PRIORITY: OUTREACH GOAL B: To provide outreach to unserved/underserved individuals with disabilities in Alaska. ISSUE: Individuals with disabilities who are unaware of their rights can neither exercise those rights, nor protect themselves from rights abuses.

Outcome Indicators: B.1. To conduct at least 12 monthly outreach/intake visits at the Veterans Administration’s Comprehensive Homeless Center; B.2. To conduct 5 trainings statewide regarding government benefits available for individuals ages 17-22 who are transitioning from school, specifically targeting individuals in rural areas with traumatic brain injury; B.3. To disseminate information on the housing rights of Alaskans with disabilities through 4 outreach/intake events and via publications on housing rights; B.4 To conduct 8 trainings statewide on social security benefits and the administrative appeals process; B.5. To conduct at 5 statewide trainings regarding strategies for advocacy and access to workplace accommodations and the Ticket to Work and other work incentives; B.6. Conduct six (6) trainings on special education law, including at least three (3) in rural locations. These trainings will emphasize substantive rights, procedural safeguards and techniques for effective self-advocacy; B.7. Disseminate to 100 rural clinics information on education rights and appropriate educational programming for students with traumatic brain injury.

Strategic/Resource Guidance: Outreach activities may be suspended when caseloads involving direct legal advocacy exceed manageable resource levels.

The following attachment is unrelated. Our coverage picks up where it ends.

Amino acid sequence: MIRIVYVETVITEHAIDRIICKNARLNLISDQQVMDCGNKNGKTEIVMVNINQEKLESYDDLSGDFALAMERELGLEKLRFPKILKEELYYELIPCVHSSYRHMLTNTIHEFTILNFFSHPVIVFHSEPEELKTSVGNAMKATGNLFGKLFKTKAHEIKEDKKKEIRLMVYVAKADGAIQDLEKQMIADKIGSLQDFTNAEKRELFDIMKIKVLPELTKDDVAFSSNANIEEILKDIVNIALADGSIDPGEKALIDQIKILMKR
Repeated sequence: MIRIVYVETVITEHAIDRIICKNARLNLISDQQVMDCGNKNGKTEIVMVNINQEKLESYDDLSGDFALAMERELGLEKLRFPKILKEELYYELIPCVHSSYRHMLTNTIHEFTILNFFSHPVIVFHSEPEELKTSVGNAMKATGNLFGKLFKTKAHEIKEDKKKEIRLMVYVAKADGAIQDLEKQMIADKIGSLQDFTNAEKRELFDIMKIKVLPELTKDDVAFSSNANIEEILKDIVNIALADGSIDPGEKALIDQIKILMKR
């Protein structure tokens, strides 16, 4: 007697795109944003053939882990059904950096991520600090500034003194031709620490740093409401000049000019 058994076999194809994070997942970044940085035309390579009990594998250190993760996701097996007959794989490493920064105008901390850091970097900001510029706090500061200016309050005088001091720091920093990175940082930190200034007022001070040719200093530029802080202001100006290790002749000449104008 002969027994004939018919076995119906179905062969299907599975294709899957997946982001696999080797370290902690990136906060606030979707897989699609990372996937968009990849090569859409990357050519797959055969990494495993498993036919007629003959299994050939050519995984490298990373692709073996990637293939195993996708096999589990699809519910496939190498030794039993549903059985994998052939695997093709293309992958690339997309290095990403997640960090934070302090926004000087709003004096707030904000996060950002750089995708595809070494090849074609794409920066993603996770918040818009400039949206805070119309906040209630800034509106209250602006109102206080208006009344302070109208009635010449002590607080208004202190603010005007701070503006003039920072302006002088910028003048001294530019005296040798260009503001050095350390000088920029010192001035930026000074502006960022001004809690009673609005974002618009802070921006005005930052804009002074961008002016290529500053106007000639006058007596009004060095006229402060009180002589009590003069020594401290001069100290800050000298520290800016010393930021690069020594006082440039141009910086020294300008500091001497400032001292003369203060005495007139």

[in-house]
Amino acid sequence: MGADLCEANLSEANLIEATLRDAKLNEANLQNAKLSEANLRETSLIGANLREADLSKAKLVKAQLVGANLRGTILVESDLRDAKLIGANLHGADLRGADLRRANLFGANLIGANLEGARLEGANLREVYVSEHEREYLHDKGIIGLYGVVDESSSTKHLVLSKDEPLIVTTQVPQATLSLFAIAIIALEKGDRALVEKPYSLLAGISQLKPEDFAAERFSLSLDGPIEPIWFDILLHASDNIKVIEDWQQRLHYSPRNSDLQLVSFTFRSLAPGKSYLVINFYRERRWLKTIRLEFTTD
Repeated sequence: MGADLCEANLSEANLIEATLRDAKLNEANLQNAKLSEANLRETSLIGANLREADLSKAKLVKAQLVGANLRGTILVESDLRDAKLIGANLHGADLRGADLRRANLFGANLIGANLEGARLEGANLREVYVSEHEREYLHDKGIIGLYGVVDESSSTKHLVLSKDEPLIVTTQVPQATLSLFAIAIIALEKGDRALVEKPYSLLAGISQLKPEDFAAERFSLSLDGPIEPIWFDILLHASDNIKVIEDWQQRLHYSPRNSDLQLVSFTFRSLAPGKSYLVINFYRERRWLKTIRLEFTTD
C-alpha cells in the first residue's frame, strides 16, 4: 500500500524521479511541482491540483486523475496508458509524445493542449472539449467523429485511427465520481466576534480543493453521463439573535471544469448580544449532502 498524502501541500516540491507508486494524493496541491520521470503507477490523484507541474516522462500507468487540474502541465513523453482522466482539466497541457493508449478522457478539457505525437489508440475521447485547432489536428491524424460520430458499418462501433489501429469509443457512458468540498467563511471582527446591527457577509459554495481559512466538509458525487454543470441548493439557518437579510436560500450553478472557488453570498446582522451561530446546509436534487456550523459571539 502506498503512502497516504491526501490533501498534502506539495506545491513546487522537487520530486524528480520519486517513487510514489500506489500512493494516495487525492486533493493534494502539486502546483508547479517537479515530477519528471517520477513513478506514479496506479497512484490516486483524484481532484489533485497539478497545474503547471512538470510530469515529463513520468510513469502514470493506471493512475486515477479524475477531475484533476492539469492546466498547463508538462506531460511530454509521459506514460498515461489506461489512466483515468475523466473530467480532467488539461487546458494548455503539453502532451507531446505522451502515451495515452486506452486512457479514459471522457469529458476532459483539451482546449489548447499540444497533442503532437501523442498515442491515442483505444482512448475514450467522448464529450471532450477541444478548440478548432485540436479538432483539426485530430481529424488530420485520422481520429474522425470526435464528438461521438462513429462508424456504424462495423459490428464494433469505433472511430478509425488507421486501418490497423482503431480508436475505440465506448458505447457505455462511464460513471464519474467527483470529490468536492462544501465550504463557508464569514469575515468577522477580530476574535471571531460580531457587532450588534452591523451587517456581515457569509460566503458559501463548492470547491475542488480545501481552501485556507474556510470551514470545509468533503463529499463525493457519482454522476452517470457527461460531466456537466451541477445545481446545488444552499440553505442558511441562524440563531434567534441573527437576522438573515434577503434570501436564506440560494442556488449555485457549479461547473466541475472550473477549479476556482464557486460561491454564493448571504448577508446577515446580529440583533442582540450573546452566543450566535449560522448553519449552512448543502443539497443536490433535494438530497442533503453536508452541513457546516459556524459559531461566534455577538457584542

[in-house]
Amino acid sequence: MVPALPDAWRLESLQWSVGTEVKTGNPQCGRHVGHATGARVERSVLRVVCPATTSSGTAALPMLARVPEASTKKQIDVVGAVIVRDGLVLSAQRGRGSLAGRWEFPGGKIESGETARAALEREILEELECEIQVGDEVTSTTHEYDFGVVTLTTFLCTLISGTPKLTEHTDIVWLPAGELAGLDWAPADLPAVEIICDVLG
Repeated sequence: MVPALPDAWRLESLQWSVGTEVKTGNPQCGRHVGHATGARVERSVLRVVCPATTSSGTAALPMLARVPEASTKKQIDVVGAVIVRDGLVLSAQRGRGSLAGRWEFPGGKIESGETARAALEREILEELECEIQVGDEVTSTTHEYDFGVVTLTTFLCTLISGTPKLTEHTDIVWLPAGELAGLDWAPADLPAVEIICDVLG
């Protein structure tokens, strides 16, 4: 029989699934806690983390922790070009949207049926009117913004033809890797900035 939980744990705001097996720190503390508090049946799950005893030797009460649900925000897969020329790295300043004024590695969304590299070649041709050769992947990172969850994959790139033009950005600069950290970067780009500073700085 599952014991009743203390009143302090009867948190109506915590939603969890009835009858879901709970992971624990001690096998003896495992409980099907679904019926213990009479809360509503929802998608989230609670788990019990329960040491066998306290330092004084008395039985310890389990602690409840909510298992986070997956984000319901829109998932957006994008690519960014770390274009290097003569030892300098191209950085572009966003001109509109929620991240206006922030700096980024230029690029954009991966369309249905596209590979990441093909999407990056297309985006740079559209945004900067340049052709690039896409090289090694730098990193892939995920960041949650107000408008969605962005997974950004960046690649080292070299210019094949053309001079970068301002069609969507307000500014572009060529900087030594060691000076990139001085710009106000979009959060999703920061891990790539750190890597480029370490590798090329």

Collaboration: PAIR, PAIMI and PADD programs work together to conduct outreach to unserved/underserved populations. Such collaboration helps defray the costs of travel in Alaska. Staff also collaborates with other state and local agencies in outreach efforts to the homeless to secure for them any necessary legal assistance.

Number of Cases: There are no specific clients/cases to record under this priority, but specific outcomes for each indicator are listed below.

Case Summary: B.1. The Alaska P&A sets aside time to make monthly visits to the Veterans Administration’s Comprehensive Homeless Center (aka: the “VA Domiciliary” or “the Dom”). The P&A’s contact at the Dom works closely with their residents and calls to let us know if there will be anyone who wants to meet with us at the designated time. If nobody is on the schedule, we will forego that month’s visit. In FY12 we visited 3 times. Most intakes at the Dom involve providing information and referral with an offer of more assistance if the person does not find success in following the information and referral provided. Most questions involve Social Security disability benefits.